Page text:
Thomas Savage: The Liar
This was a good idea but somehow it didn’t quite work. Maybe it didn’t have the passion of Power of the Dog or maybe it’s just because the style is so low key and reads as though not only was it set in the 1930s but was written in the 1930s. This is not to say that it is a bad novel. It certainly is not. It is written well and tells a good story. It just somehow never really takes off.
The eponymous liar is Hal. This might be part of the problem. While he certainly is a liar and his son inherits this, his lies are, frankly, minor, told either to cover up for some misdemeanour or to exaggerate his past, something many of us have done. None of them leads to major catastrophe. We first meet Hal when he is seven in the early part of the twentieth century. His father is ill and will die soon after. Hal is accused of stealing his mother’s brooch and denies it. He is punished for the lie, not for the theft. In fact, as the narrator tells us, he is innocent. After his father’s death, his mother remarries. As the only child, he is cosseted by his mother, though she is rather tight-fisted, not giving him money to go to college. She is also very conventional and expects her son to be the same. Hal has a few things going for him. He is very good-looking, has a good physique and is very affable. Everyone likes him. However, he has no practical sense, preferring to spend his time reading, and no initiative whatsoever, except for his occasional lies. He finds it easy to get a job, as his good looks and affable nature are both attractive to employers. However, he also finds it difficult to hold onto a job, either because of his lack of initiative or because of some silly lie. As a result he jumps from job to job finally, when he is very much older, ending up as a sewing machine salesman.
One of his lies – that he is working late when he is actually seeing a girl – costs him a job but it is his first girlfriend that benefits. He meets Fern in a café where she is working as a waitress. Fern also has lost her father (we later learn that he killed himself) and is living with her mother, Glad, who is a second shift telephone operator. Fern takes him home to see her weakened dog and he tries to help and becomes friends with both mother and daughter. However, Glad throws him out when the dog dies, blaming him. He finds another jobs that requires travelling and meets Anne. Anne is the daughter of a ranch-owning couple but it is the mother who rules the roost and who, indeed, has everyone from her husband to the local store owners in a state of perpetual fear. Anne marries Hal, partially for his good looks but also to spite her mother. Anne, who has inherited her mother’s toughness, soon tires of Hal’s weakness and leaves him, only to find that she is pregnant. When she goes to him to tell him, she finds that he has taken up with Fern again and is living with Fern and her mother.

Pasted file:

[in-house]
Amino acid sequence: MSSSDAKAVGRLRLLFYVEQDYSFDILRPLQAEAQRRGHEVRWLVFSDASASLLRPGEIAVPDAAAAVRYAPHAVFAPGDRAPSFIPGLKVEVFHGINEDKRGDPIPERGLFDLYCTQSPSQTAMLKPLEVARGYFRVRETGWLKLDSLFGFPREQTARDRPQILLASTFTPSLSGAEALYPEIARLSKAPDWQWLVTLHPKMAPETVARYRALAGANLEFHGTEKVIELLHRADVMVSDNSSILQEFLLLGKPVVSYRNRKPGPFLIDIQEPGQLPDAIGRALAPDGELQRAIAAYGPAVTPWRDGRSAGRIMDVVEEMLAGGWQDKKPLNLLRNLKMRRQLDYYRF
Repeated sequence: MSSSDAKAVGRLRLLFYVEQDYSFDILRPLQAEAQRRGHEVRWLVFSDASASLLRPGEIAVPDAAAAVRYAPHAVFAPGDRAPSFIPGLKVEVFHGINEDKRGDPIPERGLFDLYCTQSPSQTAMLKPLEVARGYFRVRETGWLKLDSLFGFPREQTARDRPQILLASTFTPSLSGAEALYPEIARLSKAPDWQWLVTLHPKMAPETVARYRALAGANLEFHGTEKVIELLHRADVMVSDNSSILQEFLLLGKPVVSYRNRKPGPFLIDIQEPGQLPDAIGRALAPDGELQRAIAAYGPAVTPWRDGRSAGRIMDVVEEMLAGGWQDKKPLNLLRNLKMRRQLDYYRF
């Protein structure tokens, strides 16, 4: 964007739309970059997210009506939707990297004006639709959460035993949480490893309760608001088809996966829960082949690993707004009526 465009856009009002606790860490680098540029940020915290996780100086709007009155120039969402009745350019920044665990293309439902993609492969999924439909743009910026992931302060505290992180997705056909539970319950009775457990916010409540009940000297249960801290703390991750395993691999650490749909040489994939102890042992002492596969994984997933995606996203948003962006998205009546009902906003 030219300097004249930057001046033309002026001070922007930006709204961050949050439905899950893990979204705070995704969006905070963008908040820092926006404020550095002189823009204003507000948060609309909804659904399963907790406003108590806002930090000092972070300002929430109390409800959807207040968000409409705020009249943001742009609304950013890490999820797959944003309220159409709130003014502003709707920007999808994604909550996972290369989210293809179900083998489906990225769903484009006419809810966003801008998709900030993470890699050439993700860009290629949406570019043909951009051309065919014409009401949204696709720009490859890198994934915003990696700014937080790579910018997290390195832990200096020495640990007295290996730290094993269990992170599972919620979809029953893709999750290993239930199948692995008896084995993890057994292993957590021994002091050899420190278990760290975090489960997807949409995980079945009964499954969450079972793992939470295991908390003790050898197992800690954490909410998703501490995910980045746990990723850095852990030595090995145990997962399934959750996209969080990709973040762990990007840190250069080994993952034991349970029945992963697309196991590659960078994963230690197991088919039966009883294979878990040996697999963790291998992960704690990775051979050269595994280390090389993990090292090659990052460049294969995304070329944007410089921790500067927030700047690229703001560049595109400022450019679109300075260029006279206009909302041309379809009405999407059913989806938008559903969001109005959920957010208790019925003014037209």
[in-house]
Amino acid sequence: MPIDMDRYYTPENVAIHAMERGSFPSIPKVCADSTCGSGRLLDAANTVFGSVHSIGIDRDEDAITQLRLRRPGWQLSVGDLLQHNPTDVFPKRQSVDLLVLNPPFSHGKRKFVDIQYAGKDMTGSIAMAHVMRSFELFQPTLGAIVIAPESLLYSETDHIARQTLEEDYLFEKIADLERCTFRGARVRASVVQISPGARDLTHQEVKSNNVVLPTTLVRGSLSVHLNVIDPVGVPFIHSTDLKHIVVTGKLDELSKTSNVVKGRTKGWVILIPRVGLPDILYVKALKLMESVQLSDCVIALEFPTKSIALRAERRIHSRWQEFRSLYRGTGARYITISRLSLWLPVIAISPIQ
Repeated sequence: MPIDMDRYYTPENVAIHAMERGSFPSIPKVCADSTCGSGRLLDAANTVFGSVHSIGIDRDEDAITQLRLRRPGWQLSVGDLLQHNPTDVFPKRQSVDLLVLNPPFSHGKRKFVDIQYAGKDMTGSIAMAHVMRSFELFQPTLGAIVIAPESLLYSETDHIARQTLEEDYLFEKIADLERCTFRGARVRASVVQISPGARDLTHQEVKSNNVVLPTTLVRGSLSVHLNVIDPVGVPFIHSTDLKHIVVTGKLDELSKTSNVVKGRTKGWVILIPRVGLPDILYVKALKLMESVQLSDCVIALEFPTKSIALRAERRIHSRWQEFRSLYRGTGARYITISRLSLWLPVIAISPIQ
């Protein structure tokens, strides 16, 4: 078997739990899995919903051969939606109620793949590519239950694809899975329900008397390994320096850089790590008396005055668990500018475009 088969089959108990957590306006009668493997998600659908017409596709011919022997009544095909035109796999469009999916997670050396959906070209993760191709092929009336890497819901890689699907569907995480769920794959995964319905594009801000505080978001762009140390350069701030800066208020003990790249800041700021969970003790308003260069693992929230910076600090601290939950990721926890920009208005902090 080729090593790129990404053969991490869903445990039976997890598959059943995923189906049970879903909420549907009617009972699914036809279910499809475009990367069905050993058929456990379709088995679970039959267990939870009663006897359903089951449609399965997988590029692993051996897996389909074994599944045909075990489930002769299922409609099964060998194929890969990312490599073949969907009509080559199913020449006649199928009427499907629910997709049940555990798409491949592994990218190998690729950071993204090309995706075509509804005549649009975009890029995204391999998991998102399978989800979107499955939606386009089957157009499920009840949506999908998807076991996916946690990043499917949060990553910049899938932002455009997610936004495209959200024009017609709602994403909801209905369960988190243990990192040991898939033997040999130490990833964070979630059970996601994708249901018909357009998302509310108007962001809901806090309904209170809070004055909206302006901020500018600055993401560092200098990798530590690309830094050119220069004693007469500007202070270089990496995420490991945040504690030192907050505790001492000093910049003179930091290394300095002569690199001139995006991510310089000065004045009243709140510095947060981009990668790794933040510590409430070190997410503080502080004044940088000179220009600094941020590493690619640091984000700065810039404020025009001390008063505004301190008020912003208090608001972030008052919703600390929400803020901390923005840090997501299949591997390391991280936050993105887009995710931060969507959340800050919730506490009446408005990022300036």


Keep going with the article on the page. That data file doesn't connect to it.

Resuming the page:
The rest of the novel alternates the stories of Hal and his son, Gerald, whom he has not seen. Fern dies in the Spanish influenza epidemic but Hal continues to live with Glad. They are joined by his mother when she makes a foolish investment in 1929 and loses everything. Hal writes to Gerald and sends him Christmas and birthday presents. In his letters, he exaggerates his situation while, in reality, he continues to drift. Anne, meanwhile, has married one of the local ranchers, who bitterly resents his stepson, particularly when they do not have children of their own. Gerald is confused about his identity and who his father is and struggles with this, though takes his father’s well-meaning advice to heart. When he is seventeen, he announces his intention of visiting his father but Hal puts him off. At the same time, Anne tells Gerald that they split because Hal cheated on her and Gerald cuts off all contact with Hal. Gerald goes to college, meets and marries Helen and writes a novel. After initial struggles, the novel is published and makes him a lot of money. Gerald turns to drink and starts lying to Helen when he is having an affair. Finally, Hal comes out to visit them, still lying. Like the rest of the book, the ending is somewhat of an anti-climax.
First published 1969 by Little, Brown